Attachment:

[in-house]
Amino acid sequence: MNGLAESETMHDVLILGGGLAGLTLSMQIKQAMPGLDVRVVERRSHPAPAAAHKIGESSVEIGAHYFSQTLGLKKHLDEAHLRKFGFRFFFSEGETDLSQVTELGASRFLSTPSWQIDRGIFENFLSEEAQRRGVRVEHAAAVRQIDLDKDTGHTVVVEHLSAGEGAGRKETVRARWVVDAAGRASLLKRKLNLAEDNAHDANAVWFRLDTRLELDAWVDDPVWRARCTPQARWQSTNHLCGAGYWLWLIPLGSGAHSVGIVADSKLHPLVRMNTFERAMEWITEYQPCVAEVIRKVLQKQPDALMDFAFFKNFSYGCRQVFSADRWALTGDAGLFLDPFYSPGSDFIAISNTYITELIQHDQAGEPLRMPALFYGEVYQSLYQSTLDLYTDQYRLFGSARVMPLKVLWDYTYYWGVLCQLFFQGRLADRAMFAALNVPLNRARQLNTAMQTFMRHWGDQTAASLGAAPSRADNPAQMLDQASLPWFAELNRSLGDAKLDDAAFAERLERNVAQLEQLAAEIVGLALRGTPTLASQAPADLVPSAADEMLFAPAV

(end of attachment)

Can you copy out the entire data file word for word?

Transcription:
[in-house]
Amino acid sequence: MNGLAESETMHDVLILGGGLAGLTLSMQIKQAMPGLDVRVVERRSHPAPAAAHKIGESSVEIGAHYFSQTLGLKKHLDEAHLRKFGFRFFFSEGETDLSQVTELGASRFLSTPSWQIDRGIFENFLSEEAQRRGVRVEHAAAVRQIDLDKDTGHTVVVEHLSAGEGAGRKETVRARWVVDAAGRASLLKRKLNLAEDNAHDANAVWFRLDTRLELDAWVDDPVWRARCTPQARWQSTNHLCGAGYWLWLIPLGSGAHSVGIVADSKLHPLVRMNTFERAMEWITEYQPCVAEVIRKVLQKQPDALMDFAFFKNFSYGCRQVFSADRWALTGDAGLFLDPFYSPGSDFIAISNTYITELIQHDQAGEPLRMPALFYGEVYQSLYQSTLDLYTDQYRLFGSARVMPLKVLWDYTYYWGVLCQLFFQGRLADRAMFAALNVPLNRARQLNTAMQTFMRHWGDQTAASLGAAPSRADNPAQMLDQASLPWFAELNRSLGDAKLDDAAFAERLERNVAQLEQLAAEIVGLALRGTPTLASQAPADLVPSAADEMLFAPAV